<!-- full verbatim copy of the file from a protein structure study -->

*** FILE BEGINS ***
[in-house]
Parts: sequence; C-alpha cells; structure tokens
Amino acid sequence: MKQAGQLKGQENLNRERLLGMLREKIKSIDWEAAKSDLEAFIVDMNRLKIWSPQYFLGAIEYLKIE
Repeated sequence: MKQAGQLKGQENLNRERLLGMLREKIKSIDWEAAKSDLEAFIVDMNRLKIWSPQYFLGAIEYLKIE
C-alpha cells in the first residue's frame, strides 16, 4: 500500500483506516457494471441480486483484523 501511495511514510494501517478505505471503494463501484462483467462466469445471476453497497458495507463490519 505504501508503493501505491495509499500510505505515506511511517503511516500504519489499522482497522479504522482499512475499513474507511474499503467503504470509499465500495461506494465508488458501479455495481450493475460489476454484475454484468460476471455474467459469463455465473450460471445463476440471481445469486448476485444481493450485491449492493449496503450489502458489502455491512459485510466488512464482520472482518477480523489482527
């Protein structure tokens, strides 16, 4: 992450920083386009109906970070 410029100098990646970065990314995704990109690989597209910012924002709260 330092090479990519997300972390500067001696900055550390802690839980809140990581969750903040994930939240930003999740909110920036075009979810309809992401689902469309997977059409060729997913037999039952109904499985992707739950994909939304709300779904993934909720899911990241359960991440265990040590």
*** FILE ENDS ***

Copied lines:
[in-house]
Parts: sequence; C-alpha cells; structure tokens
Amino acid sequence: MKQAGQLKGQENLNRERLLGMLREKIKSIDWEAAKSDLEAFIVDMNRLKIWSPQYFLGAIEYLKIE
Repeated sequence: MKQAGQLKGQENLNRERLLGMLREKIKSIDWEAAKSDLEAFIVDMNRLKIWSPQYFLGAIEYLKIE
C-alpha cells in the first residue's frame, strides 16, 4: 500500500483506516457494471441480486483484523 501511495511514510494501517478505505471503494463501484462483467462466469445471476453497497458495507463490519 505504501508503493501505491495509499500510505505515506511511517503511516500504519489499522482497522479504522482499512475499513474507511474499503467503504470509499465500495461506494465508488458501479455495481450493475460489476454484475454484468460476471455474467459469463455465473450460471445463476440471481445469486448476485444481493450485491449492493449496503450489502458489502455491512459485510466488512464482520472482518477480523489482527
């Protein structure tokens, strides 16, 4: 992450920083386009109906970070 410029100098990646970065990314995704990109690989597209910012924002709260 330092090479990519997300972390500067001696900055550390802690839980809140990581969750903040994930939240930003999740909110920036075009979810309809992401689902469309997977059409060729997913037999039952109904499985992707739950994909939304709300779904993934909720899911990241359960991440265990040590």